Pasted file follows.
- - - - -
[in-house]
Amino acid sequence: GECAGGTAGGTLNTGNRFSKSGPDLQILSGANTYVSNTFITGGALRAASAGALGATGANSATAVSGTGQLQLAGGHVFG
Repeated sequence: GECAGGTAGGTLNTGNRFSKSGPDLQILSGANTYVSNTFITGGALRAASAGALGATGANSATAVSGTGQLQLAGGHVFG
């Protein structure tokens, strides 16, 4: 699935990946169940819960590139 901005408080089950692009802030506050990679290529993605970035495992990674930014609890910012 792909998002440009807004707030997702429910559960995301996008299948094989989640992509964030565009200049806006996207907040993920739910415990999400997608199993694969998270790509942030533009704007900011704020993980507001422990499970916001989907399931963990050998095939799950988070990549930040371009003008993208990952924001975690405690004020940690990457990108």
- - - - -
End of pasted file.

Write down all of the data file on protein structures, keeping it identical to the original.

[in-house]
Amino acid sequence: GECAGGTAGGTLNTGNRFSKSGPDLQILSGANTYVSNTFITGGALRAASAGALGATGANSATAVSGTGQLQLAGGHVFG
Repeated sequence: GECAGGTAGGTLNTGNRFSKSGPDLQILSGANTYVSNTFITGGALRAASAGALGATGANSATAVSGTGQLQLAGGHVFG
């Protein structure tokens, strides 16, 4: 699935990946169940819960590139 901005408080089950692009802030506050990679290529993605970035495992990674930014609890910012 792909998002440009807004707030997702429910559960995301996008299948094989989640992509964030565009200049806006996207907040993920739910415990999400997608199993694969998270790509942030533009704007900011704020993980507001422990499970916001989907399931963990050998095939799950988070990549930040371009003008993208990952924001975690405690004020940690990457990108």